Rosencrantz and Guildenstern Are Dead by Tom Stoppard
Hamlet told from the worm's-eye view of two minor characters, bewildered Rosencrantz and Guildenstern. Echoes of Waiting for Godot resound, reality and illusion mix, and where fate leads heroes to a tragic but inevitable end.
It’s been a really long time – almost a decade – since I’ve tried to decipher the hidden meanings behind a play. But I’m going to try! I’m pretty sure that Rosencrantz and Guildenstern are Dead is about … death. I suppose that shouldn’t be a revelation, since it’s in the title, but man I struggled with this one?
Honestly, this play just made me feel stupid. I feel like there must have been some exciting and deep conversation to be had about this play. Maybe it’s the sort of thing that’s a bit lost in translation? Maybe it’s better with group discussion and guidance? I know plays come across better when they have been seen and not read, but I actually had more trouble figuring out (what I thought) the point of Rosencrantz and Guildenstern are Dead was than any other play that comes to mind. But, like I said, it’s be a while?
Also, I don’t suppose it helped this used copy had copies notes on the backside of the front cover about modernism in theatre and the world of the play.
Okay, outside of the confusion about the characters (who were constantly trying to remember who was who and what was happening) I enjoyed the concept of Rosencrantz and Guildenstern are Dead. I think it’s so cool that Stoppard took two minor characters out of Hamlet in order to explore the story more. It’s almost like fan fiction – as a reader, I know there’s been many times where I wanted to know more about a minor character, or else the story abandoned a storyline I really enjoyed and I wish I had gotten to learn more. Rosencrantz and Guildenstern are Dead is great for that. Especially if you’re a fan of Hamlet! It’s always cool to get more.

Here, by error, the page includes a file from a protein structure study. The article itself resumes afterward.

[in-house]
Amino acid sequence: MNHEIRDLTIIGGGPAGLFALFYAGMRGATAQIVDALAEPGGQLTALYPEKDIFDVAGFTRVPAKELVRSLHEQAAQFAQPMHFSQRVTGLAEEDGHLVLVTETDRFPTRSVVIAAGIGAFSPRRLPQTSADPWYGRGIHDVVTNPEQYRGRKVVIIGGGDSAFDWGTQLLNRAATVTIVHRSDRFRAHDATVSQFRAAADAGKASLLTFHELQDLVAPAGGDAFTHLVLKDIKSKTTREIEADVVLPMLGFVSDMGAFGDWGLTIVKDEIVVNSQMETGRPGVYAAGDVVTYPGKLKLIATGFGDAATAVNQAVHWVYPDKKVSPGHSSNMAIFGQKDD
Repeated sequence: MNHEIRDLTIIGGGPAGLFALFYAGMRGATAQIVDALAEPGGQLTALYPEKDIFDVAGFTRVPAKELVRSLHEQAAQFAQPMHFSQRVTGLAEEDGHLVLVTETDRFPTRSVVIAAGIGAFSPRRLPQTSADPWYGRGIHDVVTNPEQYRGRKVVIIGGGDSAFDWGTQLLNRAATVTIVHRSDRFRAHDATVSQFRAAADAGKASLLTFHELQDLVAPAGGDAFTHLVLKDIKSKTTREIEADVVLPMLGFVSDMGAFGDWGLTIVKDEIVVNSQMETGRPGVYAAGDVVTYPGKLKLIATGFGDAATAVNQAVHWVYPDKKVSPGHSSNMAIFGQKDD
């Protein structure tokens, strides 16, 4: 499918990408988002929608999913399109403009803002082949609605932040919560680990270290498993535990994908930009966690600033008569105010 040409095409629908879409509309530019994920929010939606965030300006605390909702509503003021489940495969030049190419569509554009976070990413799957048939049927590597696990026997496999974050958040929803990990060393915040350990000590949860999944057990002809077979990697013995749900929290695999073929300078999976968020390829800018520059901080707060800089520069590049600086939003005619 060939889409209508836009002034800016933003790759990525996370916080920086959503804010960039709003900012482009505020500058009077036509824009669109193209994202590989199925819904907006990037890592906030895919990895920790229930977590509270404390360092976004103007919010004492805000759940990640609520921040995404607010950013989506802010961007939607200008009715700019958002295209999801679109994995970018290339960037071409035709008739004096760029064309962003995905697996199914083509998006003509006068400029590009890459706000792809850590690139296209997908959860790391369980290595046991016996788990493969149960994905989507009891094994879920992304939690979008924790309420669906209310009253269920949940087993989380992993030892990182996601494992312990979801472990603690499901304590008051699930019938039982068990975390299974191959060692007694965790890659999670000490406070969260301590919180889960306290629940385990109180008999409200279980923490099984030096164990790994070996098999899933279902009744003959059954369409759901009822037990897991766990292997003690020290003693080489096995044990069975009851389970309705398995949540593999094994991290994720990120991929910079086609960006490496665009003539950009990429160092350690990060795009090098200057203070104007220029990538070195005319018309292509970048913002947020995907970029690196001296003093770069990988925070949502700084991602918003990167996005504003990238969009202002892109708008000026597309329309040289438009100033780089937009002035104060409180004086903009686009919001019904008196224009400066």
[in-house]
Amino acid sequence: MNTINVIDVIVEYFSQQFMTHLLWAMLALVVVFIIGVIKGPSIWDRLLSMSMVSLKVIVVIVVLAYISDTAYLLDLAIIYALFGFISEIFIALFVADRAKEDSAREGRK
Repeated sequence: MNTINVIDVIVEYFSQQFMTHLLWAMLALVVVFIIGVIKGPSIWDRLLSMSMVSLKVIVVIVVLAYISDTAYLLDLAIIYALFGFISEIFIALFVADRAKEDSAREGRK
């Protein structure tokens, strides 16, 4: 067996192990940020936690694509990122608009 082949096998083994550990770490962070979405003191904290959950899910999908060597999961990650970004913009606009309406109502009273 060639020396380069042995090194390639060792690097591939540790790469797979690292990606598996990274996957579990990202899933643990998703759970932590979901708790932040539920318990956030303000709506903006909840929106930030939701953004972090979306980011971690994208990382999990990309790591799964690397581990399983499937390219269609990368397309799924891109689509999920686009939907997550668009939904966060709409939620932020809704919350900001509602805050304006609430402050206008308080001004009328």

A lot of this play focused on philosophical conversation. There was talk about the meaning of death, the way other characters mourned, and the knowledge of mortality. The speeches were interesting to me. The idle, repetitive conversation was not. Again, this is something I think would probably come across better in the stage performance as opposed to just reading the lines.
I can see where this could be a good play, and I can see where it would be amusing in person. I don’t think this is the best one to translate to simply reading the play however. If you like Shakespeare, meaningful dialogue, and a smidge of comedy, I do recommend taking in a performance!
Rosencrantz and Guildenstern are Dead will be donated.
Some plays read really well, with witty dialogue and intriguing plot points that don’t rely on any physical comedy. Between needing o know Hamlet pretty well and feeling like this would be so much better in person, I don’t think Rosencrantz and Guildenstern are Dead would be a play I’d revisit in book-format.
Have you ever wanted to see what happened to the minor characters in a book? I have this issue all the time. I think this is where a lot of retellings come from – a desire to visit the world, expand on characters, or have the story end differently. Tell me what characters you want to see more of in the comments!